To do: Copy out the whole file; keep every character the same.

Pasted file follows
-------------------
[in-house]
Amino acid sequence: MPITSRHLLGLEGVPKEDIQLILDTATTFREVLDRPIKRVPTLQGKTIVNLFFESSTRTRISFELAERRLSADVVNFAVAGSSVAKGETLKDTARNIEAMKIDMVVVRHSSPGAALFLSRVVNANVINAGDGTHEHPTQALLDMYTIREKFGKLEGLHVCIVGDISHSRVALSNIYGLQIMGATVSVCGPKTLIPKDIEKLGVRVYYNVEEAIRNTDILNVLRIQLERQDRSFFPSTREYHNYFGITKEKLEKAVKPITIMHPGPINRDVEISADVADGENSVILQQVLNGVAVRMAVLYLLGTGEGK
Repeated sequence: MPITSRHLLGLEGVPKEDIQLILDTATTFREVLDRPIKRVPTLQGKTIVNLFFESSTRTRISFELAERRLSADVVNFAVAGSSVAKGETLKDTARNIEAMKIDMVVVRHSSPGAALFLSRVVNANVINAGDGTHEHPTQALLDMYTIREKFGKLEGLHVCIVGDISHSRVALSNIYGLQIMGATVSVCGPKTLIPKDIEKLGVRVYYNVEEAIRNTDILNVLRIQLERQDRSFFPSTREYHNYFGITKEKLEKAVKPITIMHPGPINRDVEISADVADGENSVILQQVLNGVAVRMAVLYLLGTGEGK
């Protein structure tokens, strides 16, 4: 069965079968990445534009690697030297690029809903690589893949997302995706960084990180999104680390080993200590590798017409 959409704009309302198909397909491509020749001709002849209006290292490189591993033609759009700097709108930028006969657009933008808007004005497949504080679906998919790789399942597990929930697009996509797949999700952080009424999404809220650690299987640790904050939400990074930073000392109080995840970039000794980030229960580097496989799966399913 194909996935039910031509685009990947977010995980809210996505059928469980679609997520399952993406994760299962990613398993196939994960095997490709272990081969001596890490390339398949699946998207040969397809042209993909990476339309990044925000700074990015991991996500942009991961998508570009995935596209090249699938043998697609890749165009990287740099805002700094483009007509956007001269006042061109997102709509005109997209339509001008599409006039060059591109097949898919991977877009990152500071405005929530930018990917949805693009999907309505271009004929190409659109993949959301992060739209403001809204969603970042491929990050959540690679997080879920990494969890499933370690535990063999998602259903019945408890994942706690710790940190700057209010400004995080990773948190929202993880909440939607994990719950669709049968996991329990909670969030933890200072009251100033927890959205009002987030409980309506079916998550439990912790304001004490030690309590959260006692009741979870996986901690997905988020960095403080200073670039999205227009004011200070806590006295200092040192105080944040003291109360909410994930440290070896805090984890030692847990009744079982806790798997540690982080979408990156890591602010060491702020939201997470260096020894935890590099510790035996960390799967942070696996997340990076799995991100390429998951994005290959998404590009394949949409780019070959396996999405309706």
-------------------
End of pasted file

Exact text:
[in-house]
Amino acid sequence: MPITSRHLLGLEGVPKEDIQLILDTATTFREVLDRPIKRVPTLQGKTIVNLFFESSTRTRISFELAERRLSADVVNFAVAGSSVAKGETLKDTARNIEAMKIDMVVVRHSSPGAALFLSRVVNANVINAGDGTHEHPTQALLDMYTIREKFGKLEGLHVCIVGDISHSRVALSNIYGLQIMGATVSVCGPKTLIPKDIEKLGVRVYYNVEEAIRNTDILNVLRIQLERQDRSFFPSTREYHNYFGITKEKLEKAVKPITIMHPGPINRDVEISADVADGENSVILQQVLNGVAVRMAVLYLLGTGEGK
Repeated sequence: MPITSRHLLGLEGVPKEDIQLILDTATTFREVLDRPIKRVPTLQGKTIVNLFFESSTRTRISFELAERRLSADVVNFAVAGSSVAKGETLKDTARNIEAMKIDMVVVRHSSPGAALFLSRVVNANVINAGDGTHEHPTQALLDMYTIREKFGKLEGLHVCIVGDISHSRVALSNIYGLQIMGATVSVCGPKTLIPKDIEKLGVRVYYNVEEAIRNTDILNVLRIQLERQDRSFFPSTREYHNYFGITKEKLEKAVKPITIMHPGPINRDVEISADVADGENSVILQQVLNGVAVRMAVLYLLGTGEGK
């Protein structure tokens, strides 16, 4: 069965079968990445534009690697030297690029809903690589893949997302995706960084990180999104680390080993200590590798017409 959409704009309302198909397909491509020749001709002849209006290292490189591993033609759009700097709108930028006969657009933008808007004005497949504080679906998919790789399942597990929930697009996509797949999700952080009424999404809220650690299987640790904050939400990074930073000392109080995840970039000794980030229960580097496989799966399913 194909996935039910031509685009990947977010995980809210996505059928469980679609997520399952993406994760299962990613398993196939994960095997490709272990081969001596890490390339398949699946998207040969397809042209993909990476339309990044925000700074990015991991996500942009991961998508570009995935596209090249699938043998697609890749165009990287740099805002700094483009007509956007001269006042061109997102709509005109997209339509001008599409006039060059591109097949898919991977877009990152500071405005929530930018990917949805693009999907309505271009004929190409659109993949959301992060739209403001809204969603970042491929990050959540690679997080879920990494969890499933370690535990063999998602259903019945408890994942706690710790940190700057209010400004995080990773948190929202993880909440939607994990719950669709049968996991329990909670969030933890200072009251100033927890959205009002987030409980309506079916998550439990912790304001004490030690309590959260006692009741979870996986901690997905988020960095403080200073670039999205227009004011200070806590006295200092040192105080944040003291109360909410994930440290070896805090984890030692847990009744079982806790798997540690982080979408990156890591602010060491702020939201997470260096020894935890590099510790035996960390799967942070696996997340990076799995991100390429998951994005290959998404590009394949949409780019070959396996999405309706």